Dhaka seeks duty-waiver for 12 more years past LDC graduation
Bangladesh has demanded before the United Nations export duty waivers on its products for 10 to 12 years past its graduation from a least developed country (LDC) to a developing one in 2024, said a top commerce ministry official yesterday.
Bangladesh has been lobbying with international communities, like the LDC group of the World Trade Organisation (WTO), for the waiver, said Commerce Secretary Md Jafar Uddin.
This is because the country's economy, exports, supply chains and employment have been severely damaged from the fallouts of the Covid-19, he said.
Bangladesh will graduate to a developing country in 2024 as the country proved its eligibility in all three prerequisites set by the UN Committee for Development Policy (UN CDP).
The three prerequisites are on gross national income, human assets index and economic vulnerability index. Next year the UN CDP will assess the country's graduation requirements again.
Last month, the commerce ministry sent a letter to the European Union (EU) for the continuation of the Generalised System of Preferences (GSP) under its Everything but Arms (EBA) initiative for 10 more years following the graduation.
Bangladesh has been enjoying the zero-duty benefit to the EU under the EBA since it gained independence in 1971.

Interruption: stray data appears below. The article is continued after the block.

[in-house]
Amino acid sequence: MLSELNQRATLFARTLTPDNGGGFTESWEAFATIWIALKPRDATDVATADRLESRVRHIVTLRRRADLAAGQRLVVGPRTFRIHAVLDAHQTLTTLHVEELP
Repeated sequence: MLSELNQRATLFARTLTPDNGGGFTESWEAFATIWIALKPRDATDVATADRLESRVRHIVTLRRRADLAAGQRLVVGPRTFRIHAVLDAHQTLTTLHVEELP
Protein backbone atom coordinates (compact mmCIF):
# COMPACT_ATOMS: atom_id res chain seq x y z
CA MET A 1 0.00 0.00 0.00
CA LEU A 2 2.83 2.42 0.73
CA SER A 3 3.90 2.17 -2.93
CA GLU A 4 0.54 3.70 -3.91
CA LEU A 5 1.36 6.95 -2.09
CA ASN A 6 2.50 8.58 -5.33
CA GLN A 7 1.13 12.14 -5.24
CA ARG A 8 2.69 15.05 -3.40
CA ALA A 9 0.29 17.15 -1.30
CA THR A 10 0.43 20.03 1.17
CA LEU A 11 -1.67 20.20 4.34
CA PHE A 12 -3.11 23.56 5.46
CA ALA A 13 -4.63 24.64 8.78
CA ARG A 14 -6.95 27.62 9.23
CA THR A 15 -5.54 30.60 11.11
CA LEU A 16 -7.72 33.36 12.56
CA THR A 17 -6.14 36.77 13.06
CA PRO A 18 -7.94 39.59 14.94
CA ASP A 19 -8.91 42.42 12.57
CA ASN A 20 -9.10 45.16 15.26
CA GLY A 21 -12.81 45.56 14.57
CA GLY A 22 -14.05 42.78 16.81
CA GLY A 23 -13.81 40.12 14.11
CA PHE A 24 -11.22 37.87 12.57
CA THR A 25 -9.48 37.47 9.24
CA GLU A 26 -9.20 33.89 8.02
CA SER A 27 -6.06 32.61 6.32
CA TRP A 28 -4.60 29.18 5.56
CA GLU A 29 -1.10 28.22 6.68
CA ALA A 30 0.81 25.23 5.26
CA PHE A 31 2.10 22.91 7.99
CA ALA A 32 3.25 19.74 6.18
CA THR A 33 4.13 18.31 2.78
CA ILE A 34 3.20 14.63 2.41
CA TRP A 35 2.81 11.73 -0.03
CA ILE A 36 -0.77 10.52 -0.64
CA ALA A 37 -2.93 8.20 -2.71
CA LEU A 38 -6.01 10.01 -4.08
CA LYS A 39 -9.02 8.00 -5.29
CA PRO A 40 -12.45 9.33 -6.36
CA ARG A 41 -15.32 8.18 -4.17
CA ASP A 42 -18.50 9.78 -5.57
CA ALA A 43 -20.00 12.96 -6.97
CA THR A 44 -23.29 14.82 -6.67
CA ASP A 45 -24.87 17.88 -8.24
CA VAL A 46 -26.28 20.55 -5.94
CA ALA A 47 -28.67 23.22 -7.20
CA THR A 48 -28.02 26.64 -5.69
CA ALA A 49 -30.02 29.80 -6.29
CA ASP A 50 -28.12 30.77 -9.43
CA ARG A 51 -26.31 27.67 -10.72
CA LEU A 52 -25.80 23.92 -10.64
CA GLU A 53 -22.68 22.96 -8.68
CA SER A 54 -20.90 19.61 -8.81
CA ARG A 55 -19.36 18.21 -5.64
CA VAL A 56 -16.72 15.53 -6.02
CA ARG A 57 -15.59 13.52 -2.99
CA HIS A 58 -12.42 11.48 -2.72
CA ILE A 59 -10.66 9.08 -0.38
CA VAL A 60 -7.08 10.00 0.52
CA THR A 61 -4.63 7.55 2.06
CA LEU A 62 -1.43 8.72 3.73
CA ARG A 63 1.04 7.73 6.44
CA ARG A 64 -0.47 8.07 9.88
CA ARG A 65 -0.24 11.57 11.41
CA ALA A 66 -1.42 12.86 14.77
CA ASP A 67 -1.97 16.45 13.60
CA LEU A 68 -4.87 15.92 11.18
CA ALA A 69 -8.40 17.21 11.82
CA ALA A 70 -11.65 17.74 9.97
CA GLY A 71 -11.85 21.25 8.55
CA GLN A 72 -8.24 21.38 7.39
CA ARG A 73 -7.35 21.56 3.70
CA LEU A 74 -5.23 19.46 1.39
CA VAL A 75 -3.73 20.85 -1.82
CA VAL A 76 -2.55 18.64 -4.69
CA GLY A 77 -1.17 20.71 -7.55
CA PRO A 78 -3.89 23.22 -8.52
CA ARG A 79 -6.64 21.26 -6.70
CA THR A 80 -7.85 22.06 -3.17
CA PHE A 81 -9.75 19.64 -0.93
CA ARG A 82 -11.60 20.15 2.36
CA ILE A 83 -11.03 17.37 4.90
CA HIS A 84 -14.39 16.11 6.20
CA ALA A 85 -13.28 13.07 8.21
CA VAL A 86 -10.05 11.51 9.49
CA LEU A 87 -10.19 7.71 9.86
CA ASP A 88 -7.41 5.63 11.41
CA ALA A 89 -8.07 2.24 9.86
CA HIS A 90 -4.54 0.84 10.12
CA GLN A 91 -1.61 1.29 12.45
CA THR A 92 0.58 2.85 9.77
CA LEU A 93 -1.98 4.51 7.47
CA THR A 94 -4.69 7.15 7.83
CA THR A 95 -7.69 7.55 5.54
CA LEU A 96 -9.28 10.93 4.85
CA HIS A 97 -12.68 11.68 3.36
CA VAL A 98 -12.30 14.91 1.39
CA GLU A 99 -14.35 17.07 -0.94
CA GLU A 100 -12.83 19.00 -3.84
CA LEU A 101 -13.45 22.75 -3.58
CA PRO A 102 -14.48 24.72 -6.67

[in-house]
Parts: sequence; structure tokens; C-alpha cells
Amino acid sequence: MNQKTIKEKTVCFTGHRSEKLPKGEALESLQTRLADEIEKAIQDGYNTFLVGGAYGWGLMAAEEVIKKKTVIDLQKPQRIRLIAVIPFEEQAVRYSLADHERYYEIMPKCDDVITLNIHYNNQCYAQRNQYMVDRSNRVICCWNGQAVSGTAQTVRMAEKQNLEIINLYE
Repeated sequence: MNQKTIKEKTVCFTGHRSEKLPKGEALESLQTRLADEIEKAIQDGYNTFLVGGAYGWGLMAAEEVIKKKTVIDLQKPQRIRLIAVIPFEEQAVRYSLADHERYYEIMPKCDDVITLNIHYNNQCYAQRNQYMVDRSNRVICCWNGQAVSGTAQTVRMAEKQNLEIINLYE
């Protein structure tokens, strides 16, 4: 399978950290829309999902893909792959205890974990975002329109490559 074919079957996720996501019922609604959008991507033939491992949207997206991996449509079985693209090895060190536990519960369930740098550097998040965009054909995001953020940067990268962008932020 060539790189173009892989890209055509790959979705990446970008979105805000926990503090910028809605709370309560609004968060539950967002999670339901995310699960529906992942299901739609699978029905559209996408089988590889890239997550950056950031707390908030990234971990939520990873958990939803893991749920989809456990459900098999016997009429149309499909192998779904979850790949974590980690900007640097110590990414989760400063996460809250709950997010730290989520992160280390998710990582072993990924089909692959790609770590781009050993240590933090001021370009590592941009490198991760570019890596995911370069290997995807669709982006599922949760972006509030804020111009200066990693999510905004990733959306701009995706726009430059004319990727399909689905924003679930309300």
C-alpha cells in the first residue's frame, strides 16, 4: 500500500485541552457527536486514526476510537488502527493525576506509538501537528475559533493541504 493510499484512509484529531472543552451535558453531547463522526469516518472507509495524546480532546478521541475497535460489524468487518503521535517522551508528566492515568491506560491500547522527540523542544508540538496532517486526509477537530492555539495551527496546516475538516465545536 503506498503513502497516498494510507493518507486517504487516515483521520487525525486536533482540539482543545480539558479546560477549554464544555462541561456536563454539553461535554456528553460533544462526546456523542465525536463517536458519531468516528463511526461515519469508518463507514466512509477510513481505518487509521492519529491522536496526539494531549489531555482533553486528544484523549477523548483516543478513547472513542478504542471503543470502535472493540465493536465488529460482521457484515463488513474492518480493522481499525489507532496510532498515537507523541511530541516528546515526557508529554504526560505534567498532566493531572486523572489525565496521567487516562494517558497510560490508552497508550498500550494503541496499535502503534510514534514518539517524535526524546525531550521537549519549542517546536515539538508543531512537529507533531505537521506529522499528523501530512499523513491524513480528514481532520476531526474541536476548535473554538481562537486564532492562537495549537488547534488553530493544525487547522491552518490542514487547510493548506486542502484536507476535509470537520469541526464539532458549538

The EU is the country's single largest export trade bloc where 58 per cent of its exportable goods are destined for and 64 per cent of its garment exports are bound for in a year.
Only the EU has already announced that the trade bloc will continue the zero-duty benefit for Bangladesh after the graduation for three more years as a grace period for preparations.
However, Bangladesh demanded 10 years instead of three years as the country's economy has been severely damaged.
Other developed or developing countries did not assure for any extension of the tenure for Bangladesh's zero-duty benefits after the graduation.
Jafar Uddin also said as per the WTO's previous announcement, Bangladesh was supposed to be immune from the restrictions stemming from patent rights of medicine under its Trade Related Aspects of Intellectual Property Rights (TRIPs) up to January 1, 2033.
However, there is a possibility of the abolishment of such facilities once the country makes the graduation.
"We demanded that the UN continue with the patent rights for our country up to 2033 as per the previous announcement," the commerce secretary said.
In both cases, Bangladesh has been lobbying along with its other LDC peers for the trade benefits to be granted for 10 to 12 years.
The LDC countries will hold discussions on the Bangladesh's proposal today, he said.
Bangladesh's export will decline 5.7 per cent annually if the EU's EBA initiative is not extended, as local exporters will then have to face an 8.7 per cent duty on exports to the bloc.
So, there is a possibility of losing more than $2 billion worth of export business annually after the graduation, according to the United Nations Industrial Development Organisation.
Bangladesh will have to ratify 27 international conventions including four core conventions on good governance, labour rights, human rights and environmental protection if it wants to secure the much-required GSP Plus to enjoy the zero-duty benefit to the EU after the graduation.